“There was regret over what happened to the manatees and to the environment,” said Duluc-Silva, who traveled twice to Mexico in 2009. “They wished they could have done something to prevent this. They were sad that their grandchildren never got to see the manatees.”
Smith-Cavros believes the film will serve as an anthropological tool that will be used in the classroom and submitted at anthropological and environmental film festivals. She will lead a discussion at a screening of the film at the college’s Faculty Lecture Series on September 19, 2013, at NSU’s Alvin Sherman Library.
“In the beginning, I was very interested in the process of how they hunted the manatee and the medicinal uses. The villagers would grind the dry bones into powder and combine with wine or oil to use as an antidote for bronchitis.
“The villagers talk about how life used to be easier, even though they didn’t have refrigeration or electricity. They talk about how it used to be a good place to raise children, who could go out and fish and come home with dinner. Now, they need fishing permits, and resources are scarce. It has changed to a cash society with few jobs, and that makes life more difficult.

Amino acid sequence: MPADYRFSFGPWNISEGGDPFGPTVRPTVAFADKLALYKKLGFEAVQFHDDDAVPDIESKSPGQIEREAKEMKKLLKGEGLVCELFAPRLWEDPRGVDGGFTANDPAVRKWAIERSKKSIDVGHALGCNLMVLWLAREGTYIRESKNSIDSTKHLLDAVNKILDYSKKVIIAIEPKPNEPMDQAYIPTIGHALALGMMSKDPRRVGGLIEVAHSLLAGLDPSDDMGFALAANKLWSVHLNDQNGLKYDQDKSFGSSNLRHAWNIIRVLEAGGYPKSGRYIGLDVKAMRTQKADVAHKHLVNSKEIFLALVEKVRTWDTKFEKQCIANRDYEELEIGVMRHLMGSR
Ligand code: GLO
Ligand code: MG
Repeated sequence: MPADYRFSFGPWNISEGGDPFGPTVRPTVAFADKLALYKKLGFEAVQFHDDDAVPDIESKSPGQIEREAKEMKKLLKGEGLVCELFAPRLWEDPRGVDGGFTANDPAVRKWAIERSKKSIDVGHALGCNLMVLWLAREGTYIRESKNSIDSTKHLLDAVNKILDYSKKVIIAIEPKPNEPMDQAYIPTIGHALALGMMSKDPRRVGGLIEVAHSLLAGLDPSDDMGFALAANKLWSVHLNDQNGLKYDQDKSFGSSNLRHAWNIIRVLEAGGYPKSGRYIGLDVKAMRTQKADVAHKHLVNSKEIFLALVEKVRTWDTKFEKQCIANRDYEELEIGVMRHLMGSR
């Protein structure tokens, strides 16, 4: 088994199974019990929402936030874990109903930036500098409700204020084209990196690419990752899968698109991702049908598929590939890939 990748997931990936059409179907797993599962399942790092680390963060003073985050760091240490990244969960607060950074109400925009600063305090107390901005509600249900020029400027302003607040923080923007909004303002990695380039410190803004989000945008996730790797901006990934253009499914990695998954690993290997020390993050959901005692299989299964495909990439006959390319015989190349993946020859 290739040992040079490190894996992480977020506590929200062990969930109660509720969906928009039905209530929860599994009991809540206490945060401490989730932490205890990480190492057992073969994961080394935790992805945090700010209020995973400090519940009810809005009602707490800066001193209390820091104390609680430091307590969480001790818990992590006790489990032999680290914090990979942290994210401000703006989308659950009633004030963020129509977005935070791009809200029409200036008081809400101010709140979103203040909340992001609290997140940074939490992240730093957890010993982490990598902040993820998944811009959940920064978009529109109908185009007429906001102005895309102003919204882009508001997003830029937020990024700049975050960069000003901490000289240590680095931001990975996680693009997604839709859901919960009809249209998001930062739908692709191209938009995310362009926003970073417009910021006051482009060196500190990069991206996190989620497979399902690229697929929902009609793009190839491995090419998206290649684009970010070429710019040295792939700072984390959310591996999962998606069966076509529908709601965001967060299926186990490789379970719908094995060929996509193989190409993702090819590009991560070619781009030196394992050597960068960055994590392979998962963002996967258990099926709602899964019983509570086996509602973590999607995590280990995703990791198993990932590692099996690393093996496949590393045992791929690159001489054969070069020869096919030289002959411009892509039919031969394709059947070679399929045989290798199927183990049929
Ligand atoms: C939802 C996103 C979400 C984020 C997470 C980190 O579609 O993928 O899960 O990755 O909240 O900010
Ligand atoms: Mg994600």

“What sets the campesinos a world apart is how happy they are. They see the changes, but they are still happy with their lives and their families,” Smith-Cavros said.
“We accomplished more than what we wanted to do. We have a record of how and why the village changed and what those changes meant to the culture. Now, we can pass this along to the younger people in the village and they can get an idea of what life used to be like—and maybe save what’s left.”